These include Algoma Public Health, Canadian Mental Health Association, Mental Health and Addictions System Planning Table, a subgroup of the Algoma Ontario Health Team.

White’s report stated a large number of staff from many agencies, along with volunteers, are local agencies are working “night and day” to help those in need.

The federal government, through Health Canada, has developed four pillars as part of its Canadian Drugs and Substances Strategy: Prevention, Treatment, Harm Reduction and Enforcement.

The Sault is falling short in delivering on Harm Reduction, said the Mayor, in the absence of a supervised consumption site.

Said Shoemaker: “That continues to effect Northern Ontario in a way that is disproportionately negative compared to our southern Ontario neighbors.”

Shoemaker is hopeful that the local efforts toward the federal exemption will be successful. He didn’t mince many words when it came to what he clearly feels is a failure to act on the part of the province, however. “You’ve got access if you’re in Southern Ontario, to one treatment option, that pretty soon, you’re not going to have access to in the north at all,” said Shoemaker.

The Mayor said the City and its partners will proceed down the path toward obtaining a federal exemption, but there are no guarantees. “Hopefully, we are successful in that application. Hopefully we obtain that and hopefully the province sets criteria that we are able to meet for the establishment and the funding of the operations of these supervised consumption sites,” said Shoemaker.

Until then, added Shoemaker, an inequity will continue to exist between healthcare in northern Ontario versus southern Ontario. “We will unfortunately continue to suffer higher rates of opioid hospitalizations, opioid overdoses and higher rates of opioid deaths.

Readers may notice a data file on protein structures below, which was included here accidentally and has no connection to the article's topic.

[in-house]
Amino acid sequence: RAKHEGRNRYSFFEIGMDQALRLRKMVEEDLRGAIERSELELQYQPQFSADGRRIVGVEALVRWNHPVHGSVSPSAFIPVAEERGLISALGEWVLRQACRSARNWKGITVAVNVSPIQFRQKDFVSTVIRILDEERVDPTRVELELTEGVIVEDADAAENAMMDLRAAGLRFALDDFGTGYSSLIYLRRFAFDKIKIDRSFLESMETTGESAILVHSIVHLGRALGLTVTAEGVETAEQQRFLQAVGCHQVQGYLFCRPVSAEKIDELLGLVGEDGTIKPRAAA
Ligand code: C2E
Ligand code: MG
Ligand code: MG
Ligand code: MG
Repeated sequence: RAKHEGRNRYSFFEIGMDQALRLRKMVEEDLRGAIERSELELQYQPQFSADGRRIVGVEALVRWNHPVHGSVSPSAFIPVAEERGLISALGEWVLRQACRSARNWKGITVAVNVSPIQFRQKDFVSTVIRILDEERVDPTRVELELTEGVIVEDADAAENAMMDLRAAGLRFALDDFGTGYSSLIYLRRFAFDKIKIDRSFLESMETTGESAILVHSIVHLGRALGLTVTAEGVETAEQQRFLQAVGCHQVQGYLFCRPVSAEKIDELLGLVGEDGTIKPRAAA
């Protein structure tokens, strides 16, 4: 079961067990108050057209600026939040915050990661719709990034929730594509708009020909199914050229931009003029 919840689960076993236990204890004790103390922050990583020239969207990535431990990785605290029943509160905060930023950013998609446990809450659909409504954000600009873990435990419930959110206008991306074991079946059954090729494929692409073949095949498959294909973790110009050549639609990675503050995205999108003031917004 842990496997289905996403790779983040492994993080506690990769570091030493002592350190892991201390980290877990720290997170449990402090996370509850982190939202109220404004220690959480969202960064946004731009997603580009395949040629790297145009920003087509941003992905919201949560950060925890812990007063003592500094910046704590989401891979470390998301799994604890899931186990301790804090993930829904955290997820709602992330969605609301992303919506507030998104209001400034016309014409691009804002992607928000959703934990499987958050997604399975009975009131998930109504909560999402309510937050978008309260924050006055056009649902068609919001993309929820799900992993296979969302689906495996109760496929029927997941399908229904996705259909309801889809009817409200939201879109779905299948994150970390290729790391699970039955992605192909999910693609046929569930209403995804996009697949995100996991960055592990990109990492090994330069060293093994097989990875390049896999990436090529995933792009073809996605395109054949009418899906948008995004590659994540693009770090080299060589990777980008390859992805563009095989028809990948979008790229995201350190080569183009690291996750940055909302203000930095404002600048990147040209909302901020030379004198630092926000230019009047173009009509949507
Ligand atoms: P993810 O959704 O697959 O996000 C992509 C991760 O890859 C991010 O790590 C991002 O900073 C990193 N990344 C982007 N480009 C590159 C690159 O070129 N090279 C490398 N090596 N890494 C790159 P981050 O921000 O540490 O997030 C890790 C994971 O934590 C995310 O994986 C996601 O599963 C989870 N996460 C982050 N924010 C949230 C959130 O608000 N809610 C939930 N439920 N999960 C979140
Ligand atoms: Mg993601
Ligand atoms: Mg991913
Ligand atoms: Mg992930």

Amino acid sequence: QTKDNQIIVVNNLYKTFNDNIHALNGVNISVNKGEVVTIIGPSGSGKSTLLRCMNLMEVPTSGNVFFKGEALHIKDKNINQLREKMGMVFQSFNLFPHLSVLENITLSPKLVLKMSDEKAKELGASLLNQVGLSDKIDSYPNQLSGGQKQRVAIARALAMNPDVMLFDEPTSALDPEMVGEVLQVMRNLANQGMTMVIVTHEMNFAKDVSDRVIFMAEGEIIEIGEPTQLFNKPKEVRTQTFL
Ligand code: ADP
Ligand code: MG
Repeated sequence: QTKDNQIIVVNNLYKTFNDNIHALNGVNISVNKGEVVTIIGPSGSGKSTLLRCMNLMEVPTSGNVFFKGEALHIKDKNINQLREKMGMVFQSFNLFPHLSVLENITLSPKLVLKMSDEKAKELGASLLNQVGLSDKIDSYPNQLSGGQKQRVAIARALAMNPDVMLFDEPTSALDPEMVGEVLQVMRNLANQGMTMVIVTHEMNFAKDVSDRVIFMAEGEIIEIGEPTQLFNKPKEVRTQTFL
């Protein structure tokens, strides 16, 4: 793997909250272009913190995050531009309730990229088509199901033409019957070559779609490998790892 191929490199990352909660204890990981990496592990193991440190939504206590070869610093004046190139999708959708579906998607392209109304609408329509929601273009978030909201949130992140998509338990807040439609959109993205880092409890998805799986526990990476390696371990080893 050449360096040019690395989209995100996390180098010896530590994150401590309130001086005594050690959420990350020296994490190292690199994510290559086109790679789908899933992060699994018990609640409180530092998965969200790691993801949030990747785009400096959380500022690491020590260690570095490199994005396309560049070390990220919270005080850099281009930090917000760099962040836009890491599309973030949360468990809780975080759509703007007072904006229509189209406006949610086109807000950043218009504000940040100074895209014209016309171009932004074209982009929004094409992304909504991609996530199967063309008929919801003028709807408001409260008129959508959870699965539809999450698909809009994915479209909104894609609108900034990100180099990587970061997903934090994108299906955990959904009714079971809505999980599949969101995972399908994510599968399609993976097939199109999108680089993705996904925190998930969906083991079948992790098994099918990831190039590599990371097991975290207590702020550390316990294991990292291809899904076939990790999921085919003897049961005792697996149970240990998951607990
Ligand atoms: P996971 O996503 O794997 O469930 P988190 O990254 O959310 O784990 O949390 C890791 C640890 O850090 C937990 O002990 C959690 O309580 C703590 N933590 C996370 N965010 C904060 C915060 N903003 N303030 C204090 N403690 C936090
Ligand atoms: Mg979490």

I don’t think that is acceptable and if you don’t think that is acceptable, I encourage all the residents that are of the same view to contact your member of provincial parliament and encourage them to move more quickly on this file, to put it in the most polite way I can.”

Author

  • Ron Jokelainen

    Ron has returned to writing and reporting after 27 years with Ontario Lottery & Gaming. He began as a staff writer with OLG in 1994 before moving to Sports Marketing in 1997. He retired as a Senior sports analyst in 2021. Prior to OLG, Ron worked in radio and print journalism in the Sault and Simcoe. Folks may remember Ron "Williams" with CFYN-CHAS in the early 90s A graduate of Windsor's St. Clair College Journalism program, Ron lists drumming, gardening and walking among his favourite hobbies.

2 thoughts on “More opioid deaths for the North without supervised consumption sites – Mayor

  1. Another horrible idea by the green, hyper mayor that the near-broke city can even begin to afford., it’s a bad idea to start with but if the province won’t pay for it, forget it. You are dragging the city down more every day. It is sad to watch all of the blunders.

    Another one of his latest beauties is paying half a million dollars to cut apart the Norgoma into pieces when it could be sunk to create an artificial reef and a possible diving area.

    1. Tell me your low IQ with out telling me.

      They need to strip the ship of anything toxic to sink for an attraction, it’ll cost them more to do that vs scraping it like that are.

      Lastly an safe consumption site won’t bring down this city. People like you bring down this city more than anyone.